It was a wild day, to say the least. As is customary in the era of the five-day negotiation window preceding it, free agency started with a deluge of signings as previously struck deals were made official. Per capfriendly.com, 131 players signed for $651,249,125 in total contract dollars.
But plenty of impact players remain unsigned as Day 1 winds down. The 10 best still out there:
1. JIRI HUDLER, RW
2015-16 cap hit: $4 million
Career year in 2014-15, then tanked in contract year. Still a handy playmaking forward for someone’s top six.
2. RADIM VRBATA, RW
2015-16 cap hit: $5 million
One season removed from arguably being the Canucks’ best player. Will attract teams starved for secondary scorers.
3. KRIS RUSSELL, D
2015-16 cap hit: $2.6 million
A trap signing? Lauded for shot blocking but possession numbers suggest he was a below-average defender in 2015-16. Reports July 1 suggest he’s in for a payday north of $5 million per season.
Contractual obligations force your trusty correspondent to declare the definitive list of winners and losers from the first day of free agency at a time before the ink is dry on all of the contracts. Who knows who won the day? After all, Thomas Vanek hasn’t even been a healthy scratch as a Detroit Red Wing yet.
With that in mind, we present our Winners and Losers from Canada Day, better known as the Start of Silly Season. If you subscribe to the theory that is held by a number of GMs that more mistakes are made on July 1 than any other day of the year, then perhaps the biggest winners are the teams that did nothing. Maybe it was the Colorado Avalanche, who picked up two players who were not extended qualifying offers and another who was bought out for a total cap hit of $5.3 million.
But that’s no fun. You, dear readers, demand Winners and Losers. Please keep in mind that everyone overpays. So here goes:
Mikkel Boedker had plenty of suitors as he hit unrestricted free agency. At 26, he was among the youngest top-six forwards available. He’s one of the faster players in the game. And, while his career highs of 19 goals and 51 points are modest, he never played with top-end talent before the Arizona Coyotes traded him to the Colorado Avalanche at this year’s deadline.
Still, of all the teams seeking help on the wings…the San Jose Sharks? They already have one of the deepest forward corps in the league. The first line of Joe Thornton between Tomas Hertl and Joe Pavelski is dominant. Logan Couture, the second-line center, led the 2016 playoffs in scoring. Joel Ward brings thunder and clutch scoring from the third line. Patrick Marleau serves as a swingman who can play in the top six or center the third unit. Youngsters Chris Tierney and Melker Karlsson have shown flashes. First-round picks Nikolay Goldobin and Timo Meier should get their chances eventually.
For Red Wings fans who find themselves wincing right now, let’s put the Thomas Vanek signing in perspective: it’s only one year and it’s only $2.6 million.
Let’s agree on one thing: Alexander Radulov in hockey-mad Montreal should be interesting.
Will inking Radulov to a one-year, $5.75-million contract go down as a stroke of genius for Canadiens GM Marc Bergevin? Or will it be another ill-fated tire kick, as we saw with enigmatic Alexander Semin last year?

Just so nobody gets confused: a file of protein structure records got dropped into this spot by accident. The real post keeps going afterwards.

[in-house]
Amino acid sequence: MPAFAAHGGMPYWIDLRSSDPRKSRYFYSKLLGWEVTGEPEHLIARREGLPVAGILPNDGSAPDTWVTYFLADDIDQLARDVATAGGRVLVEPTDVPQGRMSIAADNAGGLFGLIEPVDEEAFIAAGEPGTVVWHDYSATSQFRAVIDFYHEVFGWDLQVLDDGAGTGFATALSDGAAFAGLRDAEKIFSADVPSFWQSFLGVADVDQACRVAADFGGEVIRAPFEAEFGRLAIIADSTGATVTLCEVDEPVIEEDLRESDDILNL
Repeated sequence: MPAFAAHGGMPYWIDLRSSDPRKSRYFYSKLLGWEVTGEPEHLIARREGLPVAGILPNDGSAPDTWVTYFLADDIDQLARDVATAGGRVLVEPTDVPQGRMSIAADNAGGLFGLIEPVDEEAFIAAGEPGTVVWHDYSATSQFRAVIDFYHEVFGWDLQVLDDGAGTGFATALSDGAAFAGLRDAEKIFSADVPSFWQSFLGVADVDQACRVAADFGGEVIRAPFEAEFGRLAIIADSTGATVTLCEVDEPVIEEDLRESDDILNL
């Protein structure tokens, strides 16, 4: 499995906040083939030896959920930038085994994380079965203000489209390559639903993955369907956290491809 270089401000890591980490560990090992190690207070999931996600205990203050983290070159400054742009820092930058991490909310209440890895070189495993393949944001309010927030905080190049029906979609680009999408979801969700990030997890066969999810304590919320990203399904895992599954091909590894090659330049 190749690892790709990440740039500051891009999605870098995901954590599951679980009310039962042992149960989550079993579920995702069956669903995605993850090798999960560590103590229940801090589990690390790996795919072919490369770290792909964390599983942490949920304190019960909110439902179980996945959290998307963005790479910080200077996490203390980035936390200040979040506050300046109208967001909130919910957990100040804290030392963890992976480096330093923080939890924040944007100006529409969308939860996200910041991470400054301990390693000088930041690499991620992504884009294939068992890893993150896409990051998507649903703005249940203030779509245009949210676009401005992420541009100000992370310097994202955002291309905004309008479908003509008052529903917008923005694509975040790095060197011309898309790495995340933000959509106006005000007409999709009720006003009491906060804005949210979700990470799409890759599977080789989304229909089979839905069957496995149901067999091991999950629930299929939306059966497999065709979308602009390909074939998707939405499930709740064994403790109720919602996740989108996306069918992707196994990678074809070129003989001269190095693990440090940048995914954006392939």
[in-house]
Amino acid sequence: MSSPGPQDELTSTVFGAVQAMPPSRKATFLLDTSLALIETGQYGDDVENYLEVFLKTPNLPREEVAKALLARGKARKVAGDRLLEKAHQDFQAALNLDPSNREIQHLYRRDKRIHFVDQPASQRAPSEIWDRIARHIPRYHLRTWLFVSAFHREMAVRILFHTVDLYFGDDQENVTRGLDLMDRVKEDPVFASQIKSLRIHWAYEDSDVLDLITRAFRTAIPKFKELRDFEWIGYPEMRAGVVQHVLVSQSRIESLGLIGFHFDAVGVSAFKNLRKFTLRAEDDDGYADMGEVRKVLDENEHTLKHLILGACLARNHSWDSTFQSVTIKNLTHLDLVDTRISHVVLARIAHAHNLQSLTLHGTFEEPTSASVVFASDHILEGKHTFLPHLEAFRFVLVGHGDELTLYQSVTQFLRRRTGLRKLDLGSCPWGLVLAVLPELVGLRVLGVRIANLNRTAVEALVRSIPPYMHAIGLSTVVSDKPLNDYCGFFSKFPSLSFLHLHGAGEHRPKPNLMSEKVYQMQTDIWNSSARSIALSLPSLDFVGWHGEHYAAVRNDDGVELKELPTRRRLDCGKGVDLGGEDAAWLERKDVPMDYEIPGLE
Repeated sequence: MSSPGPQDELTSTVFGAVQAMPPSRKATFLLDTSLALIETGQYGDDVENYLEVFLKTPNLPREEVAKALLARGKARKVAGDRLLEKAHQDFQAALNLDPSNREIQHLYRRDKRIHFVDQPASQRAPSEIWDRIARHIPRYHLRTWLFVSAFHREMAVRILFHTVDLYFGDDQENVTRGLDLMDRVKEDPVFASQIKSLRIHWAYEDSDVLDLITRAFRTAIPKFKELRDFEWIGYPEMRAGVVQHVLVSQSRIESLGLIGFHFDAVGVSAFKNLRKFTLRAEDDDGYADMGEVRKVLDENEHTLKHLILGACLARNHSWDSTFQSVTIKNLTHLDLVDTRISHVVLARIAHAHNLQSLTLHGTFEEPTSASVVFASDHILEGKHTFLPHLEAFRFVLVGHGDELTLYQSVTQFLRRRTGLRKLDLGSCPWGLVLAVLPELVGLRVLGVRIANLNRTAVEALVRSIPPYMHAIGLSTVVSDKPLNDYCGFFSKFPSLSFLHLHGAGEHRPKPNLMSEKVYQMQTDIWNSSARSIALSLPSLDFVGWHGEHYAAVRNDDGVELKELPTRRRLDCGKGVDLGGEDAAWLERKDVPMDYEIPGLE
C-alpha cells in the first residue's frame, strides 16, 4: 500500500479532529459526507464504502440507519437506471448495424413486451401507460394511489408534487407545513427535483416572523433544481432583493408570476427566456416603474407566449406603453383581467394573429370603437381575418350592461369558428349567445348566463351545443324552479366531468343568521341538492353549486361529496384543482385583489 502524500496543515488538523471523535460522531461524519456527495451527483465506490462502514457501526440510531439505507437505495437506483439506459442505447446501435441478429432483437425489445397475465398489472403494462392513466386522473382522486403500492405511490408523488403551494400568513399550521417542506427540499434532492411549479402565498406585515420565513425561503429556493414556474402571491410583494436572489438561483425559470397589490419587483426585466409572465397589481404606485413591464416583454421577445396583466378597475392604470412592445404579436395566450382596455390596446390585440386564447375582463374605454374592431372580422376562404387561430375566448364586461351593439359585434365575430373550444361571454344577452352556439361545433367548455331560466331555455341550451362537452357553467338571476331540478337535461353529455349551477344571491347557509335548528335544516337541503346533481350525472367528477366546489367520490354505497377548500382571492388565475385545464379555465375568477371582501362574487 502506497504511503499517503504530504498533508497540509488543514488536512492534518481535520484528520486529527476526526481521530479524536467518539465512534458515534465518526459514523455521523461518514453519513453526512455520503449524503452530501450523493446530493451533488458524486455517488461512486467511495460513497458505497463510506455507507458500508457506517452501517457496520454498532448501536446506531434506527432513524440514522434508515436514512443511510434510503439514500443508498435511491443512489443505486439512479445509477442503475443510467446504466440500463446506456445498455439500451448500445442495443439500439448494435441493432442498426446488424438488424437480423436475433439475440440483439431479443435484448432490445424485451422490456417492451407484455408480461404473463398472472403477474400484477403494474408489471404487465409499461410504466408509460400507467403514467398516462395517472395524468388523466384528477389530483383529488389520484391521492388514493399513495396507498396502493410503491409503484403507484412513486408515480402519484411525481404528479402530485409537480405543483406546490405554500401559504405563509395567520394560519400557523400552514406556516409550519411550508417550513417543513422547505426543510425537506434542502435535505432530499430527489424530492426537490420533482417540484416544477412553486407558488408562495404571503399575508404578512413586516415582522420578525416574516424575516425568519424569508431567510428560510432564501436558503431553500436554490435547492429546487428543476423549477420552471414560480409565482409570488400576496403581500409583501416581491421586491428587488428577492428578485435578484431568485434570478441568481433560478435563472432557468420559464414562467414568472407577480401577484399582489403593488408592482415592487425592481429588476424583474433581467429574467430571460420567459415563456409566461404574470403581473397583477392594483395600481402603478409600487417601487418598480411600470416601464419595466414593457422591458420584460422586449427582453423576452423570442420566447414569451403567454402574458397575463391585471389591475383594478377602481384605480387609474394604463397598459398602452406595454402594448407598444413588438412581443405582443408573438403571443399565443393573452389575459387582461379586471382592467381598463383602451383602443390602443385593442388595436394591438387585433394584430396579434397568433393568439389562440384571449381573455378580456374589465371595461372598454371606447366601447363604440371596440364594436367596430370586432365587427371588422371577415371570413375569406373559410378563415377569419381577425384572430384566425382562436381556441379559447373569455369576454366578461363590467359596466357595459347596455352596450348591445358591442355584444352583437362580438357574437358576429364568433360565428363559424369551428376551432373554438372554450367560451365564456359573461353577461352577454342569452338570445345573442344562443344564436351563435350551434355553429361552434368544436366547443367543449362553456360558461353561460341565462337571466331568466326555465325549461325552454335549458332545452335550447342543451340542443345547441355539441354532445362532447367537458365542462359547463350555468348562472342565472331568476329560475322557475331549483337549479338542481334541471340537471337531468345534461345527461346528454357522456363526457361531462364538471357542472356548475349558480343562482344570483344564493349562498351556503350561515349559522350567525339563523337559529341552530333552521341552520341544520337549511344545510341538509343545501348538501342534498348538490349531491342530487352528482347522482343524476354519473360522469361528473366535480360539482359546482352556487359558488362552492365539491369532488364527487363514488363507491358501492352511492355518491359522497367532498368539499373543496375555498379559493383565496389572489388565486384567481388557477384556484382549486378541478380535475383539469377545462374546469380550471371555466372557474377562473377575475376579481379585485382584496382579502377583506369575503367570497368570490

It’s very difficult to say. Radulov, who turns 30 next week, has been one of the KHL’s best players in the eight seasons he’s spent there. He hums along at well north of a point per game, year in and year out. He’s a Gagarin Cup champion.
We can’t classify him alongside recent KHL import busts like Roman Cervenka or Sergei Plotnikov because, of course, Radulov isn’t a traditional import. He cut his teeth in major junior, scoring like crazy with the Quebec Remparts under coach Patrick Roy. The Nashville Predators chose Radulov 15th overall in 2004. He scored 18 goals as a rookie with the Preds in 2006-07 and, in his last full NHL year, posted an impressive 26 goals and 58 points in 2007-08. He was just 21 then. The guy can play. He returned after a completed KHL season to finish out his entry-level NHL deal in 2011-12 and, in 17 games split between the regular season and playoffs, had four goals and 13 points. We know Radulov can handle the North American game.
The Flames need a rebound after cratering out of the playoff picture this past season and they’re well on their way. After trading for goalie Brian Elliott, Calgary has now signed burly right winger Troy Brouwer – so the Flames have two of the Blues’ best players from the 2016 post-season.
Chicago Blackhawks fans can breathe easy right now. Their team addressed a dire need Friday and did so with minimal risk, signing Brian Campbell to a one-year deal carrying a $1.5-million cap hit and $750,000 in performance bonuses. As for the future? Well, GM Stan Bowman just has to take this one year by year.
Last summer the Hawks, squeezed up against the salary cap for the umpteenth year in a row, had to let blueliner Johnny Oduya walk as an unrestricted free agent. Oduya would never have been mistaken for a Norris Trophy candidate but was a highly capable and experienced second-pair blueliner. He and Niklas Hjalmarsson formed such a strong tandem that coach Joel Quenneville could almost roll with just four defensemen, the other two being Duncan Keith and Brent Seabrook, in the playoffs. Oduya won Cups with Chicago in 2013 and 2015 and averaged 24:45 of ice time during the 2015 run.
The Dallas Stars rode an offensive wave to the top slot in the Western Conference this past season and nearly got to the conference final, despite star center Tyler Seguin being on the shelf. Sure, goaltending was an issue, but otherwise things looked good.
Now, with the signing of veteran defenseman Dan Hamhuis, the Stars appear to be one step closer to contending for a Stanley Cup.